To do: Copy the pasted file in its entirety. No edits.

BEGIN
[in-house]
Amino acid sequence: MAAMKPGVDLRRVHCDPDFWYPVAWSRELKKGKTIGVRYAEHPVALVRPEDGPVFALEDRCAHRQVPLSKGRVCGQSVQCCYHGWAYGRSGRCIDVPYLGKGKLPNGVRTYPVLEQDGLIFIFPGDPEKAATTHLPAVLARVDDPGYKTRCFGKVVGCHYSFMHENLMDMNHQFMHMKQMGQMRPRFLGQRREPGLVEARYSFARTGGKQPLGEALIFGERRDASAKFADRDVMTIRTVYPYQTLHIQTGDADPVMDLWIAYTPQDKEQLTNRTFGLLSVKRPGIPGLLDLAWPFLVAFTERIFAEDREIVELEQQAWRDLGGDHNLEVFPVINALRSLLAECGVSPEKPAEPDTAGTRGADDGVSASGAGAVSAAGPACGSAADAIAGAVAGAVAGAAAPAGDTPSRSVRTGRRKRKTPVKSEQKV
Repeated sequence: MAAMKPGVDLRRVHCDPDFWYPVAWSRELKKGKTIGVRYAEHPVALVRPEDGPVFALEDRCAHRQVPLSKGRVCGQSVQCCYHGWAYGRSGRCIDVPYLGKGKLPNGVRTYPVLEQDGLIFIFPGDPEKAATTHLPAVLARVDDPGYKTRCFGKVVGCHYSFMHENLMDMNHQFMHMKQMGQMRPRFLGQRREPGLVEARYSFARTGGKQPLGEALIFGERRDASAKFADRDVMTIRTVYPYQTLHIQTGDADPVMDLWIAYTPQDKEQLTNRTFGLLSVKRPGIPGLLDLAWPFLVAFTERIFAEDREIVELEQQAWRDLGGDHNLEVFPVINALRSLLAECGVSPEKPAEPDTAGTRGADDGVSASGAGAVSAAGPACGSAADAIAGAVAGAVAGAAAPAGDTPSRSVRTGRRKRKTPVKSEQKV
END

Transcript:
[in-house]
Amino acid sequence: MAAMKPGVDLRRVHCDPDFWYPVAWSRELKKGKTIGVRYAEHPVALVRPEDGPVFALEDRCAHRQVPLSKGRVCGQSVQCCYHGWAYGRSGRCIDVPYLGKGKLPNGVRTYPVLEQDGLIFIFPGDPEKAATTHLPAVLARVDDPGYKTRCFGKVVGCHYSFMHENLMDMNHQFMHMKQMGQMRPRFLGQRREPGLVEARYSFARTGGKQPLGEALIFGERRDASAKFADRDVMTIRTVYPYQTLHIQTGDADPVMDLWIAYTPQDKEQLTNRTFGLLSVKRPGIPGLLDLAWPFLVAFTERIFAEDREIVELEQQAWRDLGGDHNLEVFPVINALRSLLAECGVSPEKPAEPDTAGTRGADDGVSASGAGAVSAAGPACGSAADAIAGAVAGAVAGAAAPAGDTPSRSVRTGRRKRKTPVKSEQKV
Repeated sequence: MAAMKPGVDLRRVHCDPDFWYPVAWSRELKKGKTIGVRYAEHPVALVRPEDGPVFALEDRCAHRQVPLSKGRVCGQSVQCCYHGWAYGRSGRCIDVPYLGKGKLPNGVRTYPVLEQDGLIFIFPGDPEKAATTHLPAVLARVDDPGYKTRCFGKVVGCHYSFMHENLMDMNHQFMHMKQMGQMRPRFLGQRREPGLVEARYSFARTGGKQPLGEALIFGERRDASAKFADRDVMTIRTVYPYQTLHIQTGDADPVMDLWIAYTPQDKEQLTNRTFGLLSVKRPGIPGLLDLAWPFLVAFTERIFAEDREIVELEQQAWRDLGGDHNLEVFPVINALRSLLAECGVSPEKPAEPDTAGTRGADDGVSASGAGAVSAAGPACGSAADAIAGAVAGAVAGAAAPAGDTPSRSVRTGRRKRKTPVKSEQKV